Universal Lipid Screening, Statins for Children?

Jessica Sparks Lilley, MD


May 03, 2019

Yesterday, a little girl in clinic excitedly told me all about why purple is her signature color, and then demonstrated her latest gymnastics skills. This morning, I met a little boy with type 1 diabetes who named his dogs after his favorite superheroes—Captain America, Thor, and Ironman—and who plans to become a veterinarian like his mother. I delight in my patient population, and this is what compelled me to pursue a pediatric specialty.

I especially enjoy the ability to provide true preventive care. During internal medicine rotations as a medical student, I grew frustrated as I begged patients to stop smoking, to start exercising, or to change the diet they had been following for decades. With children, we have a blank canvas. I counsel them to avoid tobacco, while their parents and grandparents (who are often unable to quit) sheepishly join me in my warnings to never start smoking. I can't convince a 40-year-old dad to take up Zumba or incorporate kale into his diet, but kids have a greater sense of adventure and may give it a try.

Children respond beautifully to encouragement and positive role models. True primary prevention (ie, primordial prevention) starts in childhood, and clinicians who care for children are positioned to prevent lifelong illness and morbidity.

Stopping Disease Before It Starts

What is the best way to avoid a lifetime of obesity and its complications? Not gaining the weight in the first place.[1] What's better than stenting to open coronary arteries? Preventing atherosclerosis by modifying known risk factors.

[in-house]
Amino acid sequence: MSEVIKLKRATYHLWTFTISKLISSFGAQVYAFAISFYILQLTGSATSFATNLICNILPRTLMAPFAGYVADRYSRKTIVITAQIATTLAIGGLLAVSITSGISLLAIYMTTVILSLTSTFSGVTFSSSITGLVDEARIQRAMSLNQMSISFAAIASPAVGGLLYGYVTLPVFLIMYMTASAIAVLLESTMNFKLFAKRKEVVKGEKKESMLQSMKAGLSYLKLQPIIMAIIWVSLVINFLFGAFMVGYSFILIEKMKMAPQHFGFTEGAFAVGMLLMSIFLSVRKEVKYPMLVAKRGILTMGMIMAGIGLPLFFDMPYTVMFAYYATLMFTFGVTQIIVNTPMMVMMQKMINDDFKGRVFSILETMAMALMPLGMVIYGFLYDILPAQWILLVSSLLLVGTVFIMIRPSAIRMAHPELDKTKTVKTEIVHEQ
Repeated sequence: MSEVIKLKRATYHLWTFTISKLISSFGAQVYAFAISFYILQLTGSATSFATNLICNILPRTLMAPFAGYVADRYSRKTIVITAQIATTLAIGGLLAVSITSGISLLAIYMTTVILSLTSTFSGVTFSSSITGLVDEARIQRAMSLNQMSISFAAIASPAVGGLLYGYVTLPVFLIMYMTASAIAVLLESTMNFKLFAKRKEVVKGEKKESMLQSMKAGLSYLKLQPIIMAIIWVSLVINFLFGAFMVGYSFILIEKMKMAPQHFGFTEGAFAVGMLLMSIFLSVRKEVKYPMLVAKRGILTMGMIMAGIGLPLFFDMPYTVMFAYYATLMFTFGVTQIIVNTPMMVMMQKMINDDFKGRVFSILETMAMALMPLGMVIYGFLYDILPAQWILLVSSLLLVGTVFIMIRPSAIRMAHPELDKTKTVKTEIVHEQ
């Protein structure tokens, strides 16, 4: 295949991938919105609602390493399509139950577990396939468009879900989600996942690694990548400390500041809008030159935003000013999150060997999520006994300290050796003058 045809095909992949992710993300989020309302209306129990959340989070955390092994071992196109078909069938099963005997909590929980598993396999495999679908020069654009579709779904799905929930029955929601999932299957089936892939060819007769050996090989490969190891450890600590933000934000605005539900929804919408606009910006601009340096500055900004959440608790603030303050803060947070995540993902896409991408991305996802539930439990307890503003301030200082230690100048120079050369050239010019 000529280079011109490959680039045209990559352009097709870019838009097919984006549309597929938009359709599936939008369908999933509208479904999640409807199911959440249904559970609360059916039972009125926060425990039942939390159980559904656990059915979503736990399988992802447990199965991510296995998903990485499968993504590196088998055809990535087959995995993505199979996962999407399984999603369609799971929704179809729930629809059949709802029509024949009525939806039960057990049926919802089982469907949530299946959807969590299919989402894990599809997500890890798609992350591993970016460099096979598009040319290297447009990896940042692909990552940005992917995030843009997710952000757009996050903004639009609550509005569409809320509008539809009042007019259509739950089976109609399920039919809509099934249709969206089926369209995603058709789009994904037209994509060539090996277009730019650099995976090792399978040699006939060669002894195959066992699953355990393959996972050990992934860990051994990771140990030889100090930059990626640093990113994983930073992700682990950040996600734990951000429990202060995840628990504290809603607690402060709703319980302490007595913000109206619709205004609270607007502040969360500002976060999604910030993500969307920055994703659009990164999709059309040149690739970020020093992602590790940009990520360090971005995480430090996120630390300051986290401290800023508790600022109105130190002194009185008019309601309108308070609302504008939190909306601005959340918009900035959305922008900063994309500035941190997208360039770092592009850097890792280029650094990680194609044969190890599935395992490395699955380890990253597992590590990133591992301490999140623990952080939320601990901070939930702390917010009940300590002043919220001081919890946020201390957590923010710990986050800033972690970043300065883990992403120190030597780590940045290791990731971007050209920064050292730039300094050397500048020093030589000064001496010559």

Epidemiologic studies—from the Bogalusa Heart Study[2] to the Framingham Heart Study[3]—have identified many risk factors for coronary artery disease, including elevated low-density lipoprotein cholesterol (LDL-C) levels, smoking, and sedentary lifestyle. One of the most powerful ways to prevent coronary artery and cerebrovascular diseases is to modify LDL-C levels by treating at-risk patients with statins. Multiple studies have shown that they prevent the development of atherosclerosis by lowering LDL-C levels.[4]

The 10-year Framingham risk calculator for general cardiovascular disease is used to guide treatment decisions. For almost all children, the 10-year risk for myocardial infarction is close to nil, so identifying subtle variations in lipids will rarely lead to pharmaceutical interventions.

But for those rare patients with genetic lipid metabolism disorders that cause extreme elevations in LDL-C, early identification and sometimes treatment is crucial. Familial hypercholesterolemia (FH), an autosomal codominant condition that causes impaired LDL-C clearance, is the primary concern. It is estimated to affect 1 in 500 people in certain populations.[5]

Screening for FH

Screening in early puberty proves to be the ideal window in which to identify those with genetic dyslipidemias who will be at higher risk for cardiovascular disease later in life. Children at these ages are still getting scheduled primary care, and statin therapy is not recommended until at least Tanner developmental stage II because of theoretical effects on sex-steroid metabolism. Thus, universal screening has been recommended between age 9 and 11 years,[6] with recommendations to consider statin therapy for those with an LDL-C level > 190 mg/dL (normal, < 100 mg/dL) in the absence of other risk factors.

Children are ideal targets for primary prevention because pediatric patients come to their visits regularly. We see most kids at least annually for preventive care, especially corresponding with mandatory vaccines as required by schools. After childhood, it is common for people to avoid medical care for years, often surfacing only after catastrophe, even with insurance coverage in the era of very high-deductible plans.[7]

People don't avoid seeing physicians just because they stop getting lollipops and stickers at visits. Of the 95% of US children who have insurance, 39% receive their medical coverage from Medicaid and risk losing this coverage at adulthood.[8] Thus, diagnosing treatable congenital and hereditary illnesses in childhood becomes particularly urgent.